More than two years of discussions will come to fruition on June 24, 2015, when the European Economic and Social Committee and the Committee of the Regions will host a hearing on asbestos issues in the European Parliament under the title of “Freeing Europe Safely from Asbestos.” Civil society groups representing asbestos victims, trade unions and campaigning bodies have today issued a press release welcoming this initiative and highlighting the subjects to be covered. With 15,000 lives being lost in Europe every year to asbestos-related diseases, urgent coordinated action is required not only in EU member States but in neighboring countries to prevent further deaths and contamination. [Read full article]

May 15, 2015

In this press release, issued by civil society groups at the end of the 2015 meeting of the Parties to the Rotterdam Convention, “grave alarm” is expressed over the hijacking of the UN process by asbestos industry vested interests. The fact that just four countries were able to override the wish of 150+ delegations which wanted to secure environmental and health protections from the known risk of exposure to chrysotile asbestos was a damning indictment not only of the commercial forces at work but also the Convention’s procedural flaws. [Read full article]

May 13, 2015

Too often at meetings of international organizations, the bureaucratic process takes over and the human impact of decisions taken or not taken is ignored. The presence in Geneva this week of an asbestosis sufferer from Bombay has introduced a much-needed element into the proceedings of the Conference of the Parties to the United Nations’ Rotterdam Convention. The activities of Sharad Vittnal Sawant including his participation in a trade union ban asbestos rally, intervention during a plenary session and presentation to an asbestos side event are considered within a discussion of developments on May 12-13, 2015. [Read full article]

May 12, 2015

The International Ban Asbestos Secretariat calls on delegates to the United Nations’ Rotterdam Convention (RC) to ignore spurious objections from vested interests and take action on chrysotile asbestos. National representatives are considering recommendations to list chrysotile asbestos on Annex III; inclusion of chrysotile would ensure that countries are given information about the asbestos hazard prior to importing fiber or products containing it. Failure to list chrysotile will not only endanger millions of people, but will do irreparable harm to the Rotterdam Convention. If the Convention is to fulfil its obligations, all Parties must support the listing of chrysotile. [Read full article]

May 10, 2015

Decades after the Wittenoom asbestos mine in Western Australian (WA) was shut, asbestos cancer continues to pose a threat not only to WA workers but also to members of the public. Efforts are being made to confront the State’s deadly legacy by representatives of Perth-based groups including the Asbestos Diseases Society of Australia (ADSA) and the National Centre of Asbestos Related Diseases (NCARD). An update has been compiled highlighting current and future initiatives after attending the ADSA’s annual general meeting and participating in discussions with ADSA and NCARD staff last month (April 2015). [Read full article]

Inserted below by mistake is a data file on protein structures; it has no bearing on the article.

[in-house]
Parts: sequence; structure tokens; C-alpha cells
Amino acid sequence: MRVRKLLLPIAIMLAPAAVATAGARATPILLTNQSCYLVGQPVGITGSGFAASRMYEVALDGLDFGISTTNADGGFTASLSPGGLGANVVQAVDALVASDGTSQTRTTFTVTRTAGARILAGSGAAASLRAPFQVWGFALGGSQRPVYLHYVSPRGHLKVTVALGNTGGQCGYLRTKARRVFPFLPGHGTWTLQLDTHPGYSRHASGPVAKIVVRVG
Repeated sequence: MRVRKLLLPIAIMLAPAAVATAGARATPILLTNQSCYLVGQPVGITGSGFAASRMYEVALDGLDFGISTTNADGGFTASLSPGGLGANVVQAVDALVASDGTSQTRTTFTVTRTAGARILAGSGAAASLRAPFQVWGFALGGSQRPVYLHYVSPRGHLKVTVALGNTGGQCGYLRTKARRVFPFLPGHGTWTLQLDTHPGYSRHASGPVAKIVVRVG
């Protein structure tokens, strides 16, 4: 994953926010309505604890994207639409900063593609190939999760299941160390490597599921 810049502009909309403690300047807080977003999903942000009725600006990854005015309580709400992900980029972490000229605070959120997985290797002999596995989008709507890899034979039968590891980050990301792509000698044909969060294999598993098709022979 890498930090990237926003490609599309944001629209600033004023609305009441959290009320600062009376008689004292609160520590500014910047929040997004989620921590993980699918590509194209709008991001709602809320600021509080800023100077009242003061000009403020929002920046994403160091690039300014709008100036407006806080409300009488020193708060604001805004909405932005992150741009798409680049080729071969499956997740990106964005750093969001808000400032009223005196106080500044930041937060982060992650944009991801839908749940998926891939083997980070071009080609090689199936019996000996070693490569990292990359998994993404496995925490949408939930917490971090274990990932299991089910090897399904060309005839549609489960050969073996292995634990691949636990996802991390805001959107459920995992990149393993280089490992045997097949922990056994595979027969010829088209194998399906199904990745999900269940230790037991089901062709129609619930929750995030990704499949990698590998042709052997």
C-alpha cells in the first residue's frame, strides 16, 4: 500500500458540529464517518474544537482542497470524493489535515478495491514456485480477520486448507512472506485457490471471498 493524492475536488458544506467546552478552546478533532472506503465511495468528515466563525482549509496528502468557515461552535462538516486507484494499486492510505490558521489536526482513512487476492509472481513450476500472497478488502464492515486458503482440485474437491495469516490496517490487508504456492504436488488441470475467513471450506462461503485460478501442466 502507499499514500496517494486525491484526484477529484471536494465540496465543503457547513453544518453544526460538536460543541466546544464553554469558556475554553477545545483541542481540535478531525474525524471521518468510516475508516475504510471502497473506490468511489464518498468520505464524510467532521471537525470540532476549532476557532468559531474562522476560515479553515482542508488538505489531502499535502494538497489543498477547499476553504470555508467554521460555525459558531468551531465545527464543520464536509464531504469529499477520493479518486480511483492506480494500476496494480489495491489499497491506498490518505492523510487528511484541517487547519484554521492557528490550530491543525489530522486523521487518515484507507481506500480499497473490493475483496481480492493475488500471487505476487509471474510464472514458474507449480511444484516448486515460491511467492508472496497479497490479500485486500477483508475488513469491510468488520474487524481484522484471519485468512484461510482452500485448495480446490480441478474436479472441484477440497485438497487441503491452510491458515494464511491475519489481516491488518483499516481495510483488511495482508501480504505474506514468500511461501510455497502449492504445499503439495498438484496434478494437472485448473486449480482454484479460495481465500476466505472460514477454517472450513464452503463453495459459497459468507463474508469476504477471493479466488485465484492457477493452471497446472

May 6, 2015

As asbestos lobbyists arrive in Switzerland this week, they will be met by posters circulating around the city center on buses and trams with stark public health warnings about the deadly asbestos hazard! Considering that the purpose of their visit is to prevent delegates to next week’s meeting of the UN’s Rotterdam Convention from designating chrysotile asbestos as a hazardous substance, this powerful advertising campaign will almost certainly be an unpleasant surprise. Another omen which will no doubt provide consternation to industry spin doctors is a highly derogatory statement made today by UN Rapportuer Baskut Tuncak, that singled out the asbestos industry for criticism. Welcome to Geneva! [Read full article]

Apr 30, 2015

On April 24, 2015, the text of this paper was the basis for a presentation made by Laurie Kazan-Allen at a lunchtime seminar at The National Centre for Asbestos Related Diseases in Perth, Australia. Commenting on the widespread lack of knowledge regarding the incidence of mesothelioma, the speaker considered the likely ramifications of the increasing use of asbestos in India. During her talk, she premiered a film entitled: Victims of Chrysotile Asbestos – Voices from South East Asia and highlighted the work of grassroots activists to counter pro-asbestos propaganda promoted by vested commercial and government stakeholders. [Read full article]

Mar 26 2015

On March 30 and 31, 2015, asbestos lobbyists will be hosted in Geneva at the expense of European taxpayers. The European Union is underwriting the costs of bringing nineteen asbestos industry and government stakeholders to Europe to take part in yet another talking shop on chrysotile (white) asbestos under the umbrella of the Rotterdam Convention. Given the unproductive outcome of so many previous encounters, it belies belief that yet more money is being thrown at people who represent an industry which peddles death and pollution around the globe. The Secretariat of the Rotterdam Convention should be ashamed of its collusion with these asbestos deniers. [Read full article]

Mar 12, 2015